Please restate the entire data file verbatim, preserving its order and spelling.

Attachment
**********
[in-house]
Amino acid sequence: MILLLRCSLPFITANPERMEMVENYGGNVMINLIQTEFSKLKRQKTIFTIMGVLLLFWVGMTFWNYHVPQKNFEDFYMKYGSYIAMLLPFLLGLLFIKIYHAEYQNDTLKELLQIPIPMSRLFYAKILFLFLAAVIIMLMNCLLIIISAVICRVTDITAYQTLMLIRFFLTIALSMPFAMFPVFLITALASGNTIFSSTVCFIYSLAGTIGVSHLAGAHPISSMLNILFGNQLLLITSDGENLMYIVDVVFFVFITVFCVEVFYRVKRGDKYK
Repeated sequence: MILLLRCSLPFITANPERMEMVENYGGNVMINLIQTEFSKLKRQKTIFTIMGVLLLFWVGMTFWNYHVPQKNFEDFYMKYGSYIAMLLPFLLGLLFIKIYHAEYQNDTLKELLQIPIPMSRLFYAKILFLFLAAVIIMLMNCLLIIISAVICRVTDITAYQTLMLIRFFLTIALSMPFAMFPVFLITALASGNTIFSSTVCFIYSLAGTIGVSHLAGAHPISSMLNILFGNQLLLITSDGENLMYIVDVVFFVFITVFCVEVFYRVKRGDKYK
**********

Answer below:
[in-house]
Amino acid sequence: MILLLRCSLPFITANPERMEMVENYGGNVMINLIQTEFSKLKRQKTIFTIMGVLLLFWVGMTFWNYHVPQKNFEDFYMKYGSYIAMLLPFLLGLLFIKIYHAEYQNDTLKELLQIPIPMSRLFYAKILFLFLAAVIIMLMNCLLIIISAVICRVTDITAYQTLMLIRFFLTIALSMPFAMFPVFLITALASGNTIFSSTVCFIYSLAGTIGVSHLAGAHPISSMLNILFGNQLLLITSDGENLMYIVDVVFFVFITVFCVEVFYRVKRGDKYK
Repeated sequence: MILLLRCSLPFITANPERMEMVENYGGNVMINLIQTEFSKLKRQKTIFTIMGVLLLFWVGMTFWNYHVPQKNFEDFYMKYGSYIAMLLPFLLGLLFIKIYHAEYQNDTLKELLQIPIPMSRLFYAKILFLFLAAVIIMLMNCLLIIISAVICRVTDITAYQTLMLIRFFLTIALSMPFAMFPVFLITALASGNTIFSSTVCFIYSLAGTIGVSHLAGAHPISSMLNILFGNQLLLITSDGENLMYIVDVVFFVFITVFCVEVFYRVKRGDKYK